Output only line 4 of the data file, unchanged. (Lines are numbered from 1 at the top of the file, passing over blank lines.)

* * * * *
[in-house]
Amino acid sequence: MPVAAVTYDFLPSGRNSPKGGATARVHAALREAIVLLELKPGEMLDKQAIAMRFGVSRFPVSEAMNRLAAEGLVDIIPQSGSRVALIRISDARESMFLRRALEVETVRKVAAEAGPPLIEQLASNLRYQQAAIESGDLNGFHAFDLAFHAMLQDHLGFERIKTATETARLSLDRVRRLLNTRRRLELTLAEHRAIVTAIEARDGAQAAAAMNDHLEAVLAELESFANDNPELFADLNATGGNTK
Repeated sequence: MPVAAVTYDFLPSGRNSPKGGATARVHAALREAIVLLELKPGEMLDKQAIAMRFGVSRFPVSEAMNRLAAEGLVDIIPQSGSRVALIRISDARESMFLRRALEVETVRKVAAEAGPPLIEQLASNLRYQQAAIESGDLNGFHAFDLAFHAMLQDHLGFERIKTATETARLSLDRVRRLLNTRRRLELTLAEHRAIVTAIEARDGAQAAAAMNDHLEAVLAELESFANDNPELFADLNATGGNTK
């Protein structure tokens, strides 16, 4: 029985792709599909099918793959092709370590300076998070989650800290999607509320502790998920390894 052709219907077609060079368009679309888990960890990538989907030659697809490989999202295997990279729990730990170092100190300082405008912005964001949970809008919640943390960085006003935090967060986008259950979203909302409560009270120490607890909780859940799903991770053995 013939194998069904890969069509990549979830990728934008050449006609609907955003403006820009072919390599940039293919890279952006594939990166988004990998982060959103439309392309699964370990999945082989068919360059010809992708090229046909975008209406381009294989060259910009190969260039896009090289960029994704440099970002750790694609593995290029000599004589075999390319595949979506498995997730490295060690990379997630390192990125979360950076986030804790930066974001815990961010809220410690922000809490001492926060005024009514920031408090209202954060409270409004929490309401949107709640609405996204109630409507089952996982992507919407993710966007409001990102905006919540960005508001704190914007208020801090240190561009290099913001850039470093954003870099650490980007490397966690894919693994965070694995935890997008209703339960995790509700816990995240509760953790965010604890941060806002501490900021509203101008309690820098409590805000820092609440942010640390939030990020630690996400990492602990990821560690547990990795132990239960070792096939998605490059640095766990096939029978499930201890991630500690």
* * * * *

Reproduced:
């Protein structure tokens, strides 16, 4: 029985792709599909099918793959092709370590300076998070989650800290999607509320502790998920390894 052709219907077609060079368009679309888990960890990538989907030659697809490989999202295997990279729990730990170092100190300082405008912005964001949970809008919640943390960085006003935090967060986008259950979203909302409560009270120490607890909780859940799903991770053995 013939194998069904890969069509990549979830990728934008050449006609609907955003403006820009072919390599940039293919890279952006594939990166988004990998982060959103439309392309699964370990999945082989068919360059010809992708090229046909975008209406381009294989060259910009190969260039896009090289960029994704440099970002750790694609593995290029000599004589075999390319595949979506498995997730490295060690990379997630390192990125979360950076986030804790930066974001815990961010809220410690922000809490001492926060005024009514920031408090209202954060409270409004929490309401949107709640609405996204109630409507089952996982992507919407993710966007409001990102905006919540960005508001704190914007208020801090240190561009290099913001850039470093954003870099650490980007490397966690894919693994965070694995935890997008209703339960995790509700816990995240509760953790965010604890941060806002501490900021509203101008309690820098409590805000820092609440942010640390939030990020630690996400990492602990990821560690547990990795132990239960070792096939998605490059640095766990096939029978499930201890991630500690």